March 20, 2020 | Vol. 70, No. 6

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In This Issue

Dear PEI Member:

The COVID-19 pandemic has created uncertainty for individuals, families and businesses around the world. It also has prompted lots of calls and emails to PEI headquarters. These four questions seem to be most on our members’ minds:

1. “How deeply is our industry being affected by the coronavirus outbreak?”
This week, PEI and other major trade associations partnered with respected research organization Industry Insights on a quick-turn COVID-19 Impact & Action Survey. Some 196 PEI member companies (and 2,566 other businesses) returned their questionnaires.

Next week, PEI will publish the detailed survey findings, but here’s a glimpse at some key PEI data points: 

  • 88.2% of participating members expect COVID-19 to negatively affect their revenue this year.
  • Only 5.6% expect the impact on day-to-day operations will last longer than six months.
  • 91.3% have implemented new actions, policies or practices in response to the crisis. A sampling of responses shows:
    • 54.1% have adopted new employee distancing safeguards.
    • 53.6% have increased the frequency and scope of facility cleaning.
    • 10.2% are doing cross-training to better handle future employee absences or quarantines.

Be watching for the full report next week.


U.K. Considers E10

BP Offers Forecourt Fraud Protection

PEI Foundation Scholarship Apps Due March 31

EV Briefs






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2. “Will we be considered an ‘essential business’ if our state shuts down commercial activities to prevent the spread of the virus?”
During natural disasters, PEI distributors and contractors typically are recognized as essential businesses because of their role in bringing gas stations, convenience stores and commercial fueling facilities back online.

PEI members are just as important during the COVID-19 crisis. Reliable fueling systems keep emergency vehicles on the road, critical supply chains functioning and families fed.

During the past week, states and localities have begun restricting normal commercial activities to slow the spread of the virus. The definition of what is and isn't an essential business varies from state to state. To bring some order to this chaos, the U.S. Cybersecurity & Infrastructure Security Agency (CISA), a division of the U.S. Dept. of Homeland Security, issued advisory guidance March 19 to help state, local, tribal, and territorial governmental authorities identify and prioritize critical infrastructure sectors and workers. You can find the guidance document here.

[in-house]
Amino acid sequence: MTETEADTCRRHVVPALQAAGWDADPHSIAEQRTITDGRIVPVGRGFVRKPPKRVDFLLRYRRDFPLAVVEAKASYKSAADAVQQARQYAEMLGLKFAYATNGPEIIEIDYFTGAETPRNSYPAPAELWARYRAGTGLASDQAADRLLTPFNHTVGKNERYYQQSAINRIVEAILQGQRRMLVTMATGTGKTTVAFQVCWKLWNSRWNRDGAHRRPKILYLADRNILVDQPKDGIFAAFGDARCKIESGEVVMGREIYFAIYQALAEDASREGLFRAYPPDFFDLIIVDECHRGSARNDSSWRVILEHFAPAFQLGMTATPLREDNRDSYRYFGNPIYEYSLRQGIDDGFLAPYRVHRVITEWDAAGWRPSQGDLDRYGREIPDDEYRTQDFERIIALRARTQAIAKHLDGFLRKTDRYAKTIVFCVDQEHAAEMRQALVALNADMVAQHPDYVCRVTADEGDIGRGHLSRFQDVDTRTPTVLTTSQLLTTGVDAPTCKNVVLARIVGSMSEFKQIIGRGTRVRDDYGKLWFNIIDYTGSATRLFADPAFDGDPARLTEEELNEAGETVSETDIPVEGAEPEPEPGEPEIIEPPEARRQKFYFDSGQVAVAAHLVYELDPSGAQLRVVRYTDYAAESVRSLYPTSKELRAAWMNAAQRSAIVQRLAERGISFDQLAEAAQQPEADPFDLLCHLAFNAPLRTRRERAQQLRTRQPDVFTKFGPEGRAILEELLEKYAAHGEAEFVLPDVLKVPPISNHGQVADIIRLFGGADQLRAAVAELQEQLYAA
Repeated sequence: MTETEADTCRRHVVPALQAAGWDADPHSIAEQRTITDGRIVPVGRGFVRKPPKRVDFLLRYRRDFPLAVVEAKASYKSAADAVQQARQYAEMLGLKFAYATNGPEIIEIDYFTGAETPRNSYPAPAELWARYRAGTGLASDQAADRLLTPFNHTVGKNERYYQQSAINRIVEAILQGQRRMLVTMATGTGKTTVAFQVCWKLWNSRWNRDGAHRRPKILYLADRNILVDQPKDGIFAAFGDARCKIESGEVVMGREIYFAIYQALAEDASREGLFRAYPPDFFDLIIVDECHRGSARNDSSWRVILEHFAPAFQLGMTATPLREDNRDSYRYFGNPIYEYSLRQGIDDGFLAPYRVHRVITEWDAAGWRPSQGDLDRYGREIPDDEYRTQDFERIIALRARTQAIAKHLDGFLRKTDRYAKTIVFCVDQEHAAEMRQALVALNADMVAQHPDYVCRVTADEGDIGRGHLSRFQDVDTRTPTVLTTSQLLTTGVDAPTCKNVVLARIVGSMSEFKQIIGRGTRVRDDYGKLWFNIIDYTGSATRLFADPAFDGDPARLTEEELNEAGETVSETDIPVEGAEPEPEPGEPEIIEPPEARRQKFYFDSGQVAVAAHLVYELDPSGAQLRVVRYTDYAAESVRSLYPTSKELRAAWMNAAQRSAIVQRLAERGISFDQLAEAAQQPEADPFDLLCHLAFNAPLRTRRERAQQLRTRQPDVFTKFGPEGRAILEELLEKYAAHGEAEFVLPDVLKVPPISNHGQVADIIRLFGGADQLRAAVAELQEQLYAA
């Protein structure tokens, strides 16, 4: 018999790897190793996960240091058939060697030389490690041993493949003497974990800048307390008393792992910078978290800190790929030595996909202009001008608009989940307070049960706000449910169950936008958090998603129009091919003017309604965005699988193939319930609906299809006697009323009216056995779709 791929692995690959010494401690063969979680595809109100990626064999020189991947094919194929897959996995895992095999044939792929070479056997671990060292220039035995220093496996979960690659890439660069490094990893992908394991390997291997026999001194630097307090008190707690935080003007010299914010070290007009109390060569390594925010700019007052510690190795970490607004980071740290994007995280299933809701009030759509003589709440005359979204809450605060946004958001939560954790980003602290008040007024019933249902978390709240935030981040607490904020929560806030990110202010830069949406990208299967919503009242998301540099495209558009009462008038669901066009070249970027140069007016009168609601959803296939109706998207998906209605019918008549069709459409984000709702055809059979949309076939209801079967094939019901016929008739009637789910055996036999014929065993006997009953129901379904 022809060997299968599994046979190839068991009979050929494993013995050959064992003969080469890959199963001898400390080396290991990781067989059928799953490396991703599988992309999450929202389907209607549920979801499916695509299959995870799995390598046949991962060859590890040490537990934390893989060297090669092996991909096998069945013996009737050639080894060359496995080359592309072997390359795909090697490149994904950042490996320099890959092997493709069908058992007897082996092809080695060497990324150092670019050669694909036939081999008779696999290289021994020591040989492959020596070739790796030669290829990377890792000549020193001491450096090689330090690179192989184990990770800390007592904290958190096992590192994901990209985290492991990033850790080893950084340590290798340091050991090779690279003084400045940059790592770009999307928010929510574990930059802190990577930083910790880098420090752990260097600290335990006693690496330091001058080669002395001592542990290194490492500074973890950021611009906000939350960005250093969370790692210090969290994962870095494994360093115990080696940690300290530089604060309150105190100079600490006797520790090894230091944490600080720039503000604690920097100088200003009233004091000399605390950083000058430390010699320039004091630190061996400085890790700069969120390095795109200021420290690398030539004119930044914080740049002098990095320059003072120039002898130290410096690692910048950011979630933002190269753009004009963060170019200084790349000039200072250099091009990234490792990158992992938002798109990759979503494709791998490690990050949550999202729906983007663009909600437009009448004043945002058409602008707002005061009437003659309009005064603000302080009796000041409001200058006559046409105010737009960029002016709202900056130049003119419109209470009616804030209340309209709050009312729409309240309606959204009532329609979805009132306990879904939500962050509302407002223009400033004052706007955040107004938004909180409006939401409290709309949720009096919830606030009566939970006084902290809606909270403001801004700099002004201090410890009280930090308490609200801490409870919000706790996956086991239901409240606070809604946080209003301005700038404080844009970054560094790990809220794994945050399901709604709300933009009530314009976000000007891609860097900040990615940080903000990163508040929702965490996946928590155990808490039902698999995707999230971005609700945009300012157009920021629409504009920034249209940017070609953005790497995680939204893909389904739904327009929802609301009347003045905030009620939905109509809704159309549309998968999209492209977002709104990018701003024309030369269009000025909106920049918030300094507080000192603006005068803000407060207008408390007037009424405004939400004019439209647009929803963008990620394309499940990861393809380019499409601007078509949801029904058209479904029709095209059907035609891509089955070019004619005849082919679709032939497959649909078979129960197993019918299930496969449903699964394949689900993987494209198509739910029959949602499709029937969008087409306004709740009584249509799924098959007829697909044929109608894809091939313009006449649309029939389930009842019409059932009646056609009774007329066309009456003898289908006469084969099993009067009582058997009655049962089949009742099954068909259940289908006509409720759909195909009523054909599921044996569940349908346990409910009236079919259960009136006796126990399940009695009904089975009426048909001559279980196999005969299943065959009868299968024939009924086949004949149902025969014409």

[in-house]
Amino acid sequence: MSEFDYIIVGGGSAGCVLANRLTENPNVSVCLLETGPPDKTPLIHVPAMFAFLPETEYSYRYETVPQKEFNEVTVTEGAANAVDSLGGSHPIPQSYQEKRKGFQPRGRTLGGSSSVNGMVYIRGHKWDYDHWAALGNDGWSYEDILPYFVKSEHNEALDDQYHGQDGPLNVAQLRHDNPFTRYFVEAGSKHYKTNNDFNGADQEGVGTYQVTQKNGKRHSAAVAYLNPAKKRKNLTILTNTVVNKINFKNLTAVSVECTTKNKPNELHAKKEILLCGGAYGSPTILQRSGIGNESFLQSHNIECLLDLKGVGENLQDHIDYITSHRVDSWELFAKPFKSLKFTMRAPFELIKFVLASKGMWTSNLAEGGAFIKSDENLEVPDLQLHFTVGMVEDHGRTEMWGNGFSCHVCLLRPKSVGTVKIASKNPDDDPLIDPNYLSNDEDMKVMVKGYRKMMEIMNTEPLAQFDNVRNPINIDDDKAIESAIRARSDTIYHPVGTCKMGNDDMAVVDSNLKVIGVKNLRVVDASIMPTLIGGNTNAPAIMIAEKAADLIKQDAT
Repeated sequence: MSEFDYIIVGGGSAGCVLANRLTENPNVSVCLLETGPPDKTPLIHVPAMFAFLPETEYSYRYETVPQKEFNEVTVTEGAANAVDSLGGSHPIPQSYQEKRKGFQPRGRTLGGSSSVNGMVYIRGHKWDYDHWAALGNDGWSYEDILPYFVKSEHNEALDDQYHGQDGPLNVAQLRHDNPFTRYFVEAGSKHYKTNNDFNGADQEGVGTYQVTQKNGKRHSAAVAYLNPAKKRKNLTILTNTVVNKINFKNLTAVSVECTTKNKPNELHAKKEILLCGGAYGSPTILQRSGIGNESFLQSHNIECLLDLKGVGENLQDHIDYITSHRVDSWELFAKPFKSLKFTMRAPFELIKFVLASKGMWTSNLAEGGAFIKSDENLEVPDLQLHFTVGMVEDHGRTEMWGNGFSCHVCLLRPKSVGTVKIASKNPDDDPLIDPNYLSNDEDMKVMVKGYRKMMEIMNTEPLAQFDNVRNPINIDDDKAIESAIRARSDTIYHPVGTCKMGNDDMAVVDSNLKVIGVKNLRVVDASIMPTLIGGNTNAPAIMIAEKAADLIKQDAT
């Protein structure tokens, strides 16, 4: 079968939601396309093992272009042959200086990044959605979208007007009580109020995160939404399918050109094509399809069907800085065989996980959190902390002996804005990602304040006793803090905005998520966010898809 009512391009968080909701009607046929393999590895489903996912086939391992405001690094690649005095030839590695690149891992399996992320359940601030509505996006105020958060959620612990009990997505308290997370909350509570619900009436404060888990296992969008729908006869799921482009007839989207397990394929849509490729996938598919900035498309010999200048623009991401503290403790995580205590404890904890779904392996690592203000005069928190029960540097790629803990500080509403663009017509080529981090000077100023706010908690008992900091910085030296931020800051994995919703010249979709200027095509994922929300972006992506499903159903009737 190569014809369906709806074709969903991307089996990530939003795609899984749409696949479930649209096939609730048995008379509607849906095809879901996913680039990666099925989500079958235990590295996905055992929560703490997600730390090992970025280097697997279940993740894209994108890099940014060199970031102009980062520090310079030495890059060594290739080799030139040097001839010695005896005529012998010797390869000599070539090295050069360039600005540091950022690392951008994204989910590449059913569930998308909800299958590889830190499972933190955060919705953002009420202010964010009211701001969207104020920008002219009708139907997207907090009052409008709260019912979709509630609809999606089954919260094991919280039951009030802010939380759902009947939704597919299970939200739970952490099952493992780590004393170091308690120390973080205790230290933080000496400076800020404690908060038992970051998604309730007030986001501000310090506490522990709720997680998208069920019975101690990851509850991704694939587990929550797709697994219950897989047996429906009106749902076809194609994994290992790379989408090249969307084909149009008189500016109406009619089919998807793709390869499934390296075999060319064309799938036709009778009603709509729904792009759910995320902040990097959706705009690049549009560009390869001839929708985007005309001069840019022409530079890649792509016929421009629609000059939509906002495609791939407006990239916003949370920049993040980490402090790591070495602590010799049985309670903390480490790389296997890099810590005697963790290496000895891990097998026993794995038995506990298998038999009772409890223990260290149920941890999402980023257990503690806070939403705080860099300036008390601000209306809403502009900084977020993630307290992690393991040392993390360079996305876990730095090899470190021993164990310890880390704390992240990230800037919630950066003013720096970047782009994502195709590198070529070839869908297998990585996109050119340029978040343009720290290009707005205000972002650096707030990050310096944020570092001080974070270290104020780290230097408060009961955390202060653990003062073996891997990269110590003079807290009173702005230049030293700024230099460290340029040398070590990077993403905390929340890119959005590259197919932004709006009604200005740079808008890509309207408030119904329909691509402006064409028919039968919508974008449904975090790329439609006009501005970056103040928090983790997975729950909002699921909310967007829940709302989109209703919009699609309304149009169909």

The CISA identifies three crucial infrastructure sectors that include petroleum equipment distributors and contractors:

  • Retail fuel centers such as gas stations and truck stops, and the distribution systems that support them
  • Employees supporting or enabling transportation functions, including dispatchers, maintenance and repair technicians, warehouse workers, truck stop and rest area workers, and workers that maintain and inspect infrastructure
  • Employees who repair and maintain vehicles, aircraft, rail equipment, marine vessels, and the equipment and infrastructure that enables operations that encompass movement of cargo and passengers

As an additional tool to help our members make their case, PEI has prepared a letter explaining the essential role of distributors and contractors. Feel free to print and share this letter with your governmental authorities. Just click here.

3. “Is there any chance state underground storage tank (UST) regulatory deadlines and/or the October EMV liability shift will be delayed?”
Colorado announced March 18 that its regulated tank owners and operators will receive a 30-day extension on March and April compliance deadlines. One day later, the California Water Resources Control Board issued recommended procedures for owners and operators in that state who cannot meet regulatory requirements because of shelter-in-place orders.

We expect additional states to take similar steps. Check with your local regulatory authorities for developments that affect your business.

As for EMV, the March 18 newsletter of the Society of Independent Gasoline Marketers of America (SIGMA) noted that SIGMA and other retail fuel marketing associations are drafting a letter to Visa and Mastercard “requesting a delay in the October liability shift in order to give people affected by those delays more time to make the change.” PEI will monitor and keep you informed of the card issuers’ response.

4. “Does the new federal paid-leave law apply to us?”
On Wednesday night, President Trump signed the Families First Coronavirus Response Act. Consult your legal, human resource and financial advisors for the full details. Basically, however, the law creates two expensive mandates for employers with 500 or fewer employees.